1978. The Digital Equipment Corporation VT100 was the first ANSI X3.64 compliant terminal and featured lots of innovations including control by an Intel 8085 microprocessor (rather than custom discrete logic), scrolling regions, different character sizes (regular, compressed, double-wide, double-high-and-wide), smooth scrolling, and on-screen keyboard-driven setup rather than the knobs, DIP switches, jumpers, or screws used by earlier CRTs, including DEC's own VT05, VT50, and VT52. Specs:
Construction: Monitor + detachable keyboard Display: 24x80 or 14x132 character cells, optional 24x132 Character matrix: 7x9 with descenders Screen size: 12" diagonal (8" x 4.5" active display) Character set: Complete US ASCII (128 codes) Keys: 65 keys in ANSI X4.14-1971 typewriter layout Auxilliary keypad: 18 keys (digits, arrows, function keys) Visual indicators: 7 LEDs Interface: RS-232/V.24, optional 20mA Current Loop Flow control: Xon/Xoff Communication Speeds: 75,110,150,300,600,1200,2400,4800,9600,19200 bps Dimensions: 14.5"x18"14.25" (monitor), 3.5"x18"x8" (keyboard) Minimum table depth: 20.25" Weight: 41 pounds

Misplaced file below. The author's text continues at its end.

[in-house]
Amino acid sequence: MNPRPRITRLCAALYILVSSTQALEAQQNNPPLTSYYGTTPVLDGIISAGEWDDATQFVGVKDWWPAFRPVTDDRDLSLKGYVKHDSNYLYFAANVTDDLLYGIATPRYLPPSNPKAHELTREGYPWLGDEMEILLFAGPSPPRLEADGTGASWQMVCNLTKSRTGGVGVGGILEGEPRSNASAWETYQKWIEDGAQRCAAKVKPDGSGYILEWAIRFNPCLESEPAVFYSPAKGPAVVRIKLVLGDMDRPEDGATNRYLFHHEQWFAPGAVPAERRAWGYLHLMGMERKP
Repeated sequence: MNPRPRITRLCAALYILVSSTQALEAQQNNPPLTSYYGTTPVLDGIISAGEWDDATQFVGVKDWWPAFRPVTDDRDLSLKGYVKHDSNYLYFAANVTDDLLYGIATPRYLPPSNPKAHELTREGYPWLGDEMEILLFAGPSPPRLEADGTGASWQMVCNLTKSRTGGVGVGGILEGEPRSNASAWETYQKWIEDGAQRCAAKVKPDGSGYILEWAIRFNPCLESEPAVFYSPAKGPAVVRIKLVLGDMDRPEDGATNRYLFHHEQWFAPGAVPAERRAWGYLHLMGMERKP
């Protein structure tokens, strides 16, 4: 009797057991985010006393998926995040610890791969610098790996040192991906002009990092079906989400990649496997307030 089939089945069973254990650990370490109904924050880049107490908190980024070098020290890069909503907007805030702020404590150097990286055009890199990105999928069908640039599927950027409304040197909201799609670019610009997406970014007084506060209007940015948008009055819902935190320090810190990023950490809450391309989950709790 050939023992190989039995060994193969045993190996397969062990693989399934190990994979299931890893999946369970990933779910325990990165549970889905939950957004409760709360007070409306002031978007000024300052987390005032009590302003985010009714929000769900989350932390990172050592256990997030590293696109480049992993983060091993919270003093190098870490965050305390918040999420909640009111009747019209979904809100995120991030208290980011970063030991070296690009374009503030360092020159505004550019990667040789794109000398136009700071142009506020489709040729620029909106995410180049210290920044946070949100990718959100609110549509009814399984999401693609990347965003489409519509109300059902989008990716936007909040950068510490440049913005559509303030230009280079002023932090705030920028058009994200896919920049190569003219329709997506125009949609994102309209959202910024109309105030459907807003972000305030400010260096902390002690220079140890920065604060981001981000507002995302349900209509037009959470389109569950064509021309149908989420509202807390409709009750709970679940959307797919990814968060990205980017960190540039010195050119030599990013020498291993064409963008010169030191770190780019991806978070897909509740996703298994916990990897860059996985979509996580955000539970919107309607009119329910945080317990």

The VT100 is by all measures the industry-standard terminal. Even today, when few if any are still operational, all terminal emulation software is expected to emulate the VT100, and the VT100 is also the basis of the X-terminal (xterm) specification.
The VT100 was succeeded by the VT101, VT102, and various other VT1xx models. The VT101 added local echo capability and the VT102 added host-driven editing features such as character insert and delete, which made it much more pleasant to use with EMACS, especially at low speeds (dialups were only 300 or 1200 bps in those days). In the late 1970s and early 1980s, various desktop computers would be shipped in the VT100 case, such as the VT-180 "Robin" CP/M microcomputer, the DECmate I word processor, and the PDT-11 Micro PDP-11. Keyboard:
Note the absence of F (Function) keys. Many people expect VT100 terminal emulators to support F-keys, but as you can see, VT100s did not have them. although they did have four "PF" keys that can be used the same way, e.g. as F1 through F4, but there is nothing equivalent to F5 or higher.
The VT100 series was followed by the VT200, VT300, VT400, and VT500 series, which add F-keys, an editing keypad, character-set switching, character-cell line-and-box drawing and math, true graphics (ReGIS, Sixel, Tektronix), multiple sessions, and so on.
Also see: DEC Terminals (Richard Shuford).
Images: VT100 User Guide, Digital Equipment Corporation, EK-VT100-UG-001 (1978).
|Columbia University Computing History||Frank da Cruz / email@example.com||This page created: 2001||Last update: 22 March 2021|